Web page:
From the one Video I have seen of your riding and the few posts I read from this thread, yes I did put you in the begginer category because:
    Your seat is not stable and it is not independant,
    Your hands move with your rising, this is very much a begginer thing to do.
    Your lower leg has no stability.
    You seem to have no idea about half halting,
    You seem to have have no idea about weight aids and using your seat
    You seem to have no idea how to properly turn a horse - it is not just about hauling on one rein and hopeing for the best.
    You seem to have very little Idea about collection and how to achieve it.
    You seem to have no idea about consistant, open contacts as opposed to hauling or setting your hands.

    So may I highly reccomend that you find yourself a far better instructor then the one you have had for the past 11 years. Perhaps one who specialises in dressage.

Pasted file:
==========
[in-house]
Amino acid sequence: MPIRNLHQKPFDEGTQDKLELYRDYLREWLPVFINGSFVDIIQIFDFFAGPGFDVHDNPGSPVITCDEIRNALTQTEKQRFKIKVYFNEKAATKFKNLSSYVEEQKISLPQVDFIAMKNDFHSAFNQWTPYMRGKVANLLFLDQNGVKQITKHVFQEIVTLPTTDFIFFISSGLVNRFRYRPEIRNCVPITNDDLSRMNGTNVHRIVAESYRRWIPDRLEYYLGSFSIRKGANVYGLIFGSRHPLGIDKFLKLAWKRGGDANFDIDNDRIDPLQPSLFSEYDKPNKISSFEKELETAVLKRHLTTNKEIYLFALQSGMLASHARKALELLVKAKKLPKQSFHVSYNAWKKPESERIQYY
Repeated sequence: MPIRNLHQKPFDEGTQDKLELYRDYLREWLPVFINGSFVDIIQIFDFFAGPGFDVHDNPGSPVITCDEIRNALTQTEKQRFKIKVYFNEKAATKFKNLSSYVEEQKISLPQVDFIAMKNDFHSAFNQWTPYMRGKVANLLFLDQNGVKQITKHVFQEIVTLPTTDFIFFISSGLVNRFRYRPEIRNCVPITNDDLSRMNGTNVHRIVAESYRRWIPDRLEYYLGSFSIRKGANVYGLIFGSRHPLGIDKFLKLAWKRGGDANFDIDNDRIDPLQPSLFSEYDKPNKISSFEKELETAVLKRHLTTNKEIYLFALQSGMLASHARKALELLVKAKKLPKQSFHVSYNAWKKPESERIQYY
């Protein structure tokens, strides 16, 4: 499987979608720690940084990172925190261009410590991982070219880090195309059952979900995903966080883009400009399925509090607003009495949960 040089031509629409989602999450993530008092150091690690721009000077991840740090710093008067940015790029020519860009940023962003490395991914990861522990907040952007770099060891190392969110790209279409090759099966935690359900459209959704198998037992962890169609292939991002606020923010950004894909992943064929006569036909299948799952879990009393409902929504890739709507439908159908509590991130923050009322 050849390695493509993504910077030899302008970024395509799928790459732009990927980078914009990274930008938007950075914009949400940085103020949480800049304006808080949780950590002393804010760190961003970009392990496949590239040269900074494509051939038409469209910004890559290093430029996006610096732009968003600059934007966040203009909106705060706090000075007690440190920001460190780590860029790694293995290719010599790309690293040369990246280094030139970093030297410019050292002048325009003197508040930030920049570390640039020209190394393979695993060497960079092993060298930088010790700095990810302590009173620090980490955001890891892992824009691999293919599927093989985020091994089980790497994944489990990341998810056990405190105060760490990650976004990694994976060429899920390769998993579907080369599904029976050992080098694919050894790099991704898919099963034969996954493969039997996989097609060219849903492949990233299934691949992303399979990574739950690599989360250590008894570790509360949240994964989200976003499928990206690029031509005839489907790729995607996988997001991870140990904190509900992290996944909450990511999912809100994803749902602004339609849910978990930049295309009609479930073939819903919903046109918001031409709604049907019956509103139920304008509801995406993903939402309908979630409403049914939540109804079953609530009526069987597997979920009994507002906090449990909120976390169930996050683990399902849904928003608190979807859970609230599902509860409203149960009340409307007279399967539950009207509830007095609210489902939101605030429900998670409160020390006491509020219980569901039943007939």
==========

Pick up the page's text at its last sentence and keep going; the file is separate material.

01-05-2011, 09:13 PM
      #14
    Banned
    Quote:
    Originally Posted by MoodIndigo    
    Are you telling me I'm a beginner?

    I've been riding for 11 years, I know what I'm doing. I've obviously just picked up bad habits. My horse is young and is a tough ride. Please do not tell me where I am in my training.

    The fact that you couldn't understand my first post tells me that you are at the beginning stages of this discipline.

    If you feel you are not then there are gaps in your training and you will need to go back to the beginning stages and learn the basics.

    That can be done by getting a good dressage instructor.
         
        01-05-2011, 09:45 PM
      #15
    Super Moderator
    Mood,
    I watched the video and wasnt sure what to say about it, but reading some of the other posts helped me to pinpoint it.
    In your original post you talked about your concern with regard to him bobbling his head. And I think it was Spyder who said that you never really had the horse settled and that he was looking for direction.